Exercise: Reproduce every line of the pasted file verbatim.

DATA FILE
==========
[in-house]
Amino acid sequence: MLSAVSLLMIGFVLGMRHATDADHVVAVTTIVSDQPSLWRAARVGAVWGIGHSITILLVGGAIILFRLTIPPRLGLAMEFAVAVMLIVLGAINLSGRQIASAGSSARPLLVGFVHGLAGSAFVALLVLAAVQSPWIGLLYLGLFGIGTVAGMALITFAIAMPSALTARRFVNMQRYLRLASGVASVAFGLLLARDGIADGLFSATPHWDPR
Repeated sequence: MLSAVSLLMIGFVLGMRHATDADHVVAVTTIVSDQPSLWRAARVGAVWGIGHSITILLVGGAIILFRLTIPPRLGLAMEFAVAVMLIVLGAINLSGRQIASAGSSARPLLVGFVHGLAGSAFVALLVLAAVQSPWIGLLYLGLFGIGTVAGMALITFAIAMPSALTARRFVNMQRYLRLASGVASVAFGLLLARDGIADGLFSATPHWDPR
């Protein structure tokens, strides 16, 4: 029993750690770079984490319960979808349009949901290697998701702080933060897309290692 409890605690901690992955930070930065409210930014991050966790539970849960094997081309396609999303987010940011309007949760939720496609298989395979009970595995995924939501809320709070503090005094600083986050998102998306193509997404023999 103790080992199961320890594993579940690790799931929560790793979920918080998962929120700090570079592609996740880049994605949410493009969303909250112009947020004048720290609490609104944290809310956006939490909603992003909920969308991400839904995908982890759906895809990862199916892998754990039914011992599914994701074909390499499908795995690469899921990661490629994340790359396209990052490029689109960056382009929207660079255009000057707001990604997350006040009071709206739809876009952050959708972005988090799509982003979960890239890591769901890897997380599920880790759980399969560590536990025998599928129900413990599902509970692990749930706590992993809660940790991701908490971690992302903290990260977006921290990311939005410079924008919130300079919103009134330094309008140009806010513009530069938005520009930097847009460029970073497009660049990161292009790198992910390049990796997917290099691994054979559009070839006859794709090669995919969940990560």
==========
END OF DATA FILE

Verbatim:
[in-house]
Amino acid sequence: MLSAVSLLMIGFVLGMRHATDADHVVAVTTIVSDQPSLWRAARVGAVWGIGHSITILLVGGAIILFRLTIPPRLGLAMEFAVAVMLIVLGAINLSGRQIASAGSSARPLLVGFVHGLAGSAFVALLVLAAVQSPWIGLLYLGLFGIGTVAGMALITFAIAMPSALTARRFVNMQRYLRLASGVASVAFGLLLARDGIADGLFSATPHWDPR
Repeated sequence: MLSAVSLLMIGFVLGMRHATDADHVVAVTTIVSDQPSLWRAARVGAVWGIGHSITILLVGGAIILFRLTIPPRLGLAMEFAVAVMLIVLGAINLSGRQIASAGSSARPLLVGFVHGLAGSAFVALLVLAAVQSPWIGLLYLGLFGIGTVAGMALITFAIAMPSALTARRFVNMQRYLRLASGVASVAFGLLLARDGIADGLFSATPHWDPR
């Protein structure tokens, strides 16, 4: 029993750690770079984490319960979808349009949901290697998701702080933060897309290692 409890605690901690992955930070930065409210930014991050966790539970849960094997081309396609999303987010940011309007949760939720496609298989395979009970595995995924939501809320709070503090005094600083986050998102998306193509997404023999 103790080992199961320890594993579940690790799931929560790793979920918080998962929120700090570079592609996740880049994605949410493009969303909250112009947020004048720290609490609104944290809310956006939490909603992003909920969308991400839904995908982890759906895809990862199916892998754990039914011992599914994701074909390499499908795995690469899921990661490629994340790359396209990052490029689109960056382009929207660079255009000057707001990604997350006040009071709206739809876009952050959708972005988090799509982003979960890239890591769901890897997380599920880790759980399969560590536990025998599928129900413990599902509970692990749930706590992993809660940790991701908490971690992302903290990260977006921290990311939005410079924008919130300079919103009134330094309008140009806010513009530069938005520009930097847009460029970073497009660049990161292009790198992910390049990796997917290099691994054979559009070839006859794709090669995919969940990560």